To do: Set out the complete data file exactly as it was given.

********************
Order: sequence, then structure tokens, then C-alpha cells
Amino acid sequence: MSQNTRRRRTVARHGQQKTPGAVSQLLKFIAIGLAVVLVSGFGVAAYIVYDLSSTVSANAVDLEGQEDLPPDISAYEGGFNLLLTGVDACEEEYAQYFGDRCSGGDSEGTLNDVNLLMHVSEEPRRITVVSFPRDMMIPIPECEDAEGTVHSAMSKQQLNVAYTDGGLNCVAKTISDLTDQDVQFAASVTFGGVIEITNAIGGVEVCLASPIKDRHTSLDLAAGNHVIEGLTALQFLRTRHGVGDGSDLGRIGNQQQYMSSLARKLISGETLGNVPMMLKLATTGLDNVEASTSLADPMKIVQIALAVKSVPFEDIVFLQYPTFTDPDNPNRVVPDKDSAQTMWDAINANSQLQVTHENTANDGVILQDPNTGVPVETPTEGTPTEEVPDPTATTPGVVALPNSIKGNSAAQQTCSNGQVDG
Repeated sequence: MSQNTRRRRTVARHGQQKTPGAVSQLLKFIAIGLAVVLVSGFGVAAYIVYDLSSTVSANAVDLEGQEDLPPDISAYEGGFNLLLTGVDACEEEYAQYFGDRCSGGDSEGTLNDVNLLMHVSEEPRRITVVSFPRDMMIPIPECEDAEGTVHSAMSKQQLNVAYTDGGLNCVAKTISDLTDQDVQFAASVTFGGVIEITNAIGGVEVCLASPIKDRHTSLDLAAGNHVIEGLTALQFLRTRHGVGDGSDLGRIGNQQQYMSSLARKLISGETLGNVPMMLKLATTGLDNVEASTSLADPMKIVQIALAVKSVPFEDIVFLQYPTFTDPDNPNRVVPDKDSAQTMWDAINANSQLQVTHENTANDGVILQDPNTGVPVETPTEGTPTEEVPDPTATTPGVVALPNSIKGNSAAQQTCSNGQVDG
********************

Order: sequence, then structure tokens, then C-alpha cells
Amino acid sequence: MSQNTRRRRTVARHGQQKTPGAVSQLLKFIAIGLAVVLVSGFGVAAYIVYDLSSTVSANAVDLEGQEDLPPDISAYEGGFNLLLTGVDACEEEYAQYFGDRCSGGDSEGTLNDVNLLMHVSEEPRRITVVSFPRDMMIPIPECEDAEGTVHSAMSKQQLNVAYTDGGLNCVAKTISDLTDQDVQFAASVTFGGVIEITNAIGGVEVCLASPIKDRHTSLDLAAGNHVIEGLTALQFLRTRHGVGDGSDLGRIGNQQQYMSSLARKLISGETLGNVPMMLKLATTGLDNVEASTSLADPMKIVQIALAVKSVPFEDIVFLQYPTFTDPDNPNRVVPDKDSAQTMWDAINANSQLQVTHENTANDGVILQDPNTGVPVETPTEGTPTEEVPDPTATTPGVVALPNSIKGNSAAQQTCSNGQVDG
Repeated sequence: MSQNTRRRRTVARHGQQKTPGAVSQLLKFIAIGLAVVLVSGFGVAAYIVYDLSSTVSANAVDLEGQEDLPPDISAYEGGFNLLLTGVDACEEEYAQYFGDRCSGGDSEGTLNDVNLLMHVSEEPRRITVVSFPRDMMIPIPECEDAEGTVHSAMSKQQLNVAYTDGGLNCVAKTISDLTDQDVQFAASVTFGGVIEITNAIGGVEVCLASPIKDRHTSLDLAAGNHVIEGLTALQFLRTRHGVGDGSDLGRIGNQQQYMSSLARKLISGETLGNVPMMLKLATTGLDNVEASTSLADPMKIVQIALAVKSVPFEDIVFLQYPTFTDPDNPNRVVPDKDSAQTMWDAINANSQLQVTHENTANDGVILQDPNTGVPVETPTEGTPTEEVPDPTATTPGVVALPNSIKGNSAAQQTCSNGQVDG